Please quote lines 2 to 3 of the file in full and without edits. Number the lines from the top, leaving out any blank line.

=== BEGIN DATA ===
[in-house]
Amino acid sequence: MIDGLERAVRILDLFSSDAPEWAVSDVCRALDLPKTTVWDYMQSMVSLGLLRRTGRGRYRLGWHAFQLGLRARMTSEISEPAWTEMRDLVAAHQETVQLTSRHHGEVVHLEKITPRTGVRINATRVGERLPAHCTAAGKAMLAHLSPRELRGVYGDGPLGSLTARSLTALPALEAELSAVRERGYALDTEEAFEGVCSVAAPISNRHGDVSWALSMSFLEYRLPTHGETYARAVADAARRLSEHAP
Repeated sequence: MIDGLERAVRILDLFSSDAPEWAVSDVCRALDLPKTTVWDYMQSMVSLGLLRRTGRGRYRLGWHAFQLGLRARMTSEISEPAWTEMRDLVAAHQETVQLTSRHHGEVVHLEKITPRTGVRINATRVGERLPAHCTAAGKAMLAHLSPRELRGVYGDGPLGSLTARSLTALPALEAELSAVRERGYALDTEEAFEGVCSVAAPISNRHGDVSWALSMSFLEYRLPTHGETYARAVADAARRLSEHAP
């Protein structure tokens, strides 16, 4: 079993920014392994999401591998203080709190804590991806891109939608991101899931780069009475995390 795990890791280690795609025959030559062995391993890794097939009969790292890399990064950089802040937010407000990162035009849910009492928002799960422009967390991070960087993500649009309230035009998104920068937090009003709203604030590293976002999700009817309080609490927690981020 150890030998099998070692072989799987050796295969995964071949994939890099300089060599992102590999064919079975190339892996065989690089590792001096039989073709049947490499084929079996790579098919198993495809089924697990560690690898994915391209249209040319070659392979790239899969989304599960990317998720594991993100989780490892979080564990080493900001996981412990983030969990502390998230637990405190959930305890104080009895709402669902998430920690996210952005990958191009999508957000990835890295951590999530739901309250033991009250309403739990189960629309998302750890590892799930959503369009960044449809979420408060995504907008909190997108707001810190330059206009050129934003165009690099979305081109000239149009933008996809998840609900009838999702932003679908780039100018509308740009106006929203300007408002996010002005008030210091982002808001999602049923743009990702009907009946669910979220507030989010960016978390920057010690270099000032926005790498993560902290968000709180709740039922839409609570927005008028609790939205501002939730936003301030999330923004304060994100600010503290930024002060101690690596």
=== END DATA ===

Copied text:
Amino acid sequence: MIDGLERAVRILDLFSSDAPEWAVSDVCRALDLPKTTVWDYMQSMVSLGLLRRTGRGRYRLGWHAFQLGLRARMTSEISEPAWTEMRDLVAAHQETVQLTSRHHGEVVHLEKITPRTGVRINATRVGERLPAHCTAAGKAMLAHLSPRELRGVYGDGPLGSLTARSLTALPALEAELSAVRERGYALDTEEAFEGVCSVAAPISNRHGDVSWALSMSFLEYRLPTHGETYARAVADAARRLSEHAP
Repeated sequence: MIDGLERAVRILDLFSSDAPEWAVSDVCRALDLPKTTVWDYMQSMVSLGLLRRTGRGRYRLGWHAFQLGLRARMTSEISEPAWTEMRDLVAAHQETVQLTSRHHGEVVHLEKITPRTGVRINATRVGERLPAHCTAAGKAMLAHLSPRELRGVYGDGPLGSLTARSLTALPALEAELSAVRERGYALDTEEAFEGVCSVAAPISNRHGDVSWALSMSFLEYRLPTHGETYARAVADAARRLSEHAP